A few years back, agriculture was not so much of a topical issue in the Ghanaian media. Lately, however, it seems to be on the top list of discussions within the media. Political leaders and almost everyone cry out: “The agricultural sector needs young people!” This is an indication of how urgent the need has become for young people to get involved in a sector which has been perceived to be a preserve for the old, poor and uneducated. It appears however that, the persistent calls for young people to venture into the agricultural sector has fallen on deaf ears. In 2009, the government of Ghana rolled out a Youth in Agriculture program but it seemed not to change the mindset of most Ghanaian youths to venture into the agricultural sector. After subsequent years, the food security of the nation is still under threat and the future of agriculture in Ghana is uncertain. “What can be done to make agriculture attractive to young Ghanaians” is the question that lingers on the mind of every concerned stakeholder.
Making agriculture attractive – contrary to popular opinion – cannot be done just by ‘modernizing’ the sector because the problem goes beyond the way agriculture is practised in Ghana.The interpretation attached to the definition of modernization is one of the reasons why there hasn’t been any significant change in the agricultural sector in Ghana. Does modernization always have to be equated to westernization? Can there be adequate improvements in the sector based on the socio-economic reality of our country? Can the young talented people be seen as agents of change? Can government generate funds internally to invest more in agriculture instead of waiting for foreign aid to ‘modernize’ the sector? Can innovation and not idealistic imitation be prioritized and worked on as a catalyst for the change we so desire and have been waiting to see happen?
Perhaps unknown to governments, education which is supposed to be a motivational tool to attract the youth to venture into agriculture rather reinforces the poor perception they have about it. What message does the government seem to pass across to young people when it scraps agricultural science as a major course from the Junior High School curriculum and makes it a branch of Integrated Science? The government then replaces it with Information Communication Technology (ICT) all in the name of modernizing the curriculum. Shouldn’t agriculture which is the backbone of the Ghanaian economy rather be prioritized in schools? The disconnection between education and agriculture is the consequence of a ‘psychological de-ruralization’ process fostered by colonial education which unfortunately persists until today.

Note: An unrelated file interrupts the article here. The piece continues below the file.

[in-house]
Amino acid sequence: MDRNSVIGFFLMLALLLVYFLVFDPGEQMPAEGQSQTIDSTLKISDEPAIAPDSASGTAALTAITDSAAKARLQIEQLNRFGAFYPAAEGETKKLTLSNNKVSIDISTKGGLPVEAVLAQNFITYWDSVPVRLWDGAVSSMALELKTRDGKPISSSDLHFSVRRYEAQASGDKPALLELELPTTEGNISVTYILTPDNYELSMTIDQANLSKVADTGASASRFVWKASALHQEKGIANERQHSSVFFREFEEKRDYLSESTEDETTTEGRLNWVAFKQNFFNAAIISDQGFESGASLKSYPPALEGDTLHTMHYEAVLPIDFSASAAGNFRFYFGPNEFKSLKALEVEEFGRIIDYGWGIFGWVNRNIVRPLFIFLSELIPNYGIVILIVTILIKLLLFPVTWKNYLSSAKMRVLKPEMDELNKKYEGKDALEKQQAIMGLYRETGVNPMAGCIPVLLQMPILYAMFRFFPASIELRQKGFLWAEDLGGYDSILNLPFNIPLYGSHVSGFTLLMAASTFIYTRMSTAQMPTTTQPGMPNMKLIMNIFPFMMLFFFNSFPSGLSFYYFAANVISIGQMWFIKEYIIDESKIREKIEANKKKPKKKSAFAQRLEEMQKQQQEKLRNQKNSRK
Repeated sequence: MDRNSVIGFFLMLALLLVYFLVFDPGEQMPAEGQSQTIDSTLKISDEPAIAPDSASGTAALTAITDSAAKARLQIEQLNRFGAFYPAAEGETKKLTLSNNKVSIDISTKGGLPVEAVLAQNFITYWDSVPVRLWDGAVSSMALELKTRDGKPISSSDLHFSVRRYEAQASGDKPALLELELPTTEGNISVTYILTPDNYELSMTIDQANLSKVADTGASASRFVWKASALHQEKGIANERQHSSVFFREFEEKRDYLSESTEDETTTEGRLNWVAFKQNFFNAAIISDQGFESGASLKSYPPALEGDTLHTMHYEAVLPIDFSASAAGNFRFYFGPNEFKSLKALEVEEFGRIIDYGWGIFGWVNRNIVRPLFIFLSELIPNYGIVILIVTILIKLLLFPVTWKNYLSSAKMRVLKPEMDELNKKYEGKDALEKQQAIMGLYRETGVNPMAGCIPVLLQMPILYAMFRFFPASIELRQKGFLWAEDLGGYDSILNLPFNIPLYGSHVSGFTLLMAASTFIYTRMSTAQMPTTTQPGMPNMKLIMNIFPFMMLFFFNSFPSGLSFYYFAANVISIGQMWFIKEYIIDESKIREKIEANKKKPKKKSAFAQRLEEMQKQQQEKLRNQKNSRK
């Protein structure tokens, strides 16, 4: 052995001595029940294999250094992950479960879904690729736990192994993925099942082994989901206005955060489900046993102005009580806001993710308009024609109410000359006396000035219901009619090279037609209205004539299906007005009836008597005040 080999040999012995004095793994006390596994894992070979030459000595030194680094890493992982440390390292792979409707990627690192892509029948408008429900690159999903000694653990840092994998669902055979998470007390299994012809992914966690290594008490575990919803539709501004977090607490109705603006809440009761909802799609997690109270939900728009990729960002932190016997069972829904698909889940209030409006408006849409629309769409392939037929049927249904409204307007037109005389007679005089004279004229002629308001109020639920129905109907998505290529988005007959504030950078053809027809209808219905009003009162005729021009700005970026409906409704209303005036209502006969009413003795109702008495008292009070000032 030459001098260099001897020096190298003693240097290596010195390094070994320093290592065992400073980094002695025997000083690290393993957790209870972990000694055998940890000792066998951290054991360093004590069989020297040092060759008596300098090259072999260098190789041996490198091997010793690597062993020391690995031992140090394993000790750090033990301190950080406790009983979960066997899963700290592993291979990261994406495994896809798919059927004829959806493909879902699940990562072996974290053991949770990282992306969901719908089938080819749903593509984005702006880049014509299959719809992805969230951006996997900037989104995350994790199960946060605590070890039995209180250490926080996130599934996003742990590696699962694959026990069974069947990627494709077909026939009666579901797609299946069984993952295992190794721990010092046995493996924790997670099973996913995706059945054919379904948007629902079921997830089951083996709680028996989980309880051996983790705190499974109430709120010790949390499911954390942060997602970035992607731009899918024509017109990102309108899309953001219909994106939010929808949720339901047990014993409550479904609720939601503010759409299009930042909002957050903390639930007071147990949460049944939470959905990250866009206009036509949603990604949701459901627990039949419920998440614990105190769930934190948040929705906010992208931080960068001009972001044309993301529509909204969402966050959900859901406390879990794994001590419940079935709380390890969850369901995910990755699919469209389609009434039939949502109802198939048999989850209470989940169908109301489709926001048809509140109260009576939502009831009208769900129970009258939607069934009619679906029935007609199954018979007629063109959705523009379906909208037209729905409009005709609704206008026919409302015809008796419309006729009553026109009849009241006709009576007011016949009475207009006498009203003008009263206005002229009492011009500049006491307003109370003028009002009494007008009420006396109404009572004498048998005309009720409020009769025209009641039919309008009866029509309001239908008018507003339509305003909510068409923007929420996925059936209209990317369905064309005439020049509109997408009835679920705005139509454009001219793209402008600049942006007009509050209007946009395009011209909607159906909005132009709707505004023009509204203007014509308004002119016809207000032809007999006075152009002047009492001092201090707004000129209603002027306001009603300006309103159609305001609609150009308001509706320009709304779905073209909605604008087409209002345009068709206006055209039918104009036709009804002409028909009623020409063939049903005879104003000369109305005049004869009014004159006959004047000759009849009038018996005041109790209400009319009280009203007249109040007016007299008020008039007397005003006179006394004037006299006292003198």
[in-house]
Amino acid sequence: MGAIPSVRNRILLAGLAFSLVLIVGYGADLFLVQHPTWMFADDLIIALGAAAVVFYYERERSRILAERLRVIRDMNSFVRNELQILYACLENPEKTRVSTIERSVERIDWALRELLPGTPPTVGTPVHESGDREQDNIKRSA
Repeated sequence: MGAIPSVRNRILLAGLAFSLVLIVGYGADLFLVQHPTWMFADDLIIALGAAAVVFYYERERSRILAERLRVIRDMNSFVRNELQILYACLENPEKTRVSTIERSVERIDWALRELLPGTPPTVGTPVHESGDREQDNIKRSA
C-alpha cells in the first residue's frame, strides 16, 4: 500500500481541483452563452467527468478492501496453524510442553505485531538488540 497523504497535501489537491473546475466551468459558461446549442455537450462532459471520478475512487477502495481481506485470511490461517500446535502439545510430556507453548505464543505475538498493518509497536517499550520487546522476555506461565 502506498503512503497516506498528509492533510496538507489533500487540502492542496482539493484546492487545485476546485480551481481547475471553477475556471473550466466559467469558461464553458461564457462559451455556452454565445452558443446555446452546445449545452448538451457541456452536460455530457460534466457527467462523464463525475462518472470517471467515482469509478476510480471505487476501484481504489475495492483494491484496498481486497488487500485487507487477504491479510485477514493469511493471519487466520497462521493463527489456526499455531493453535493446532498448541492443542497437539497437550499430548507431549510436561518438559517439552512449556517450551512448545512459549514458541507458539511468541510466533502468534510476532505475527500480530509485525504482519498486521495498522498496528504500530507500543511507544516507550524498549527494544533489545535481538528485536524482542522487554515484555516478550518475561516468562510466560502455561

The poor perception about agriculture as it stands is not only from the youth but also from the government and society at large. There needs to be a reconstruction of agriculture and a shift from seeing it as a menial job reserved for the poor, old and uneducated to a sector which needs the ingenuity of young people, the commitment of government and all relevant stakeholders to move it to the next level. Agriculture needs to be seen not just as farming (tilling the soil) but as a value chain. This would help people understand that young educated people also have a role to play in the sector. Reprioritizing agriculture in secondary schools and providing the necessary incentives for interested students at all levels would make agriculture appealing to the youth thus making them sign up to pursue agriculture at the highest level of education and venture into it as an occupation in the long run. Furthermore, moving from theoretical learning to more practical and experimental sessions which can include trips to rural areas to meet successful farmers would arouse the spirit of innovation which is needed to ‘modernize’ the sector the African way by young Africans.
With the high rate of youth unemployment in the nation and the great potential in agricultural development, it is high time the government of Ghana allocates more resources to the sector to churn out young “agripreneurs.” Investing in agriculture will provide greater benefits than just securing the food security and survival of the sector. It will rake in great returns for the economy at large and will provide more jobs in the value chain for the myriads of young talented people. The rise of more “agripreneurs” in Ghana will change the outlook of the nation and set a record for other African countries to follow suit. Practical steps towards improving the situation are what we need; not talks and just inviting the youth to join the sector. Improving agriculture and making it attractive is an all-inclusive work. The youth, the old and the government need to be involved.
Article By Priscillia Holdbrook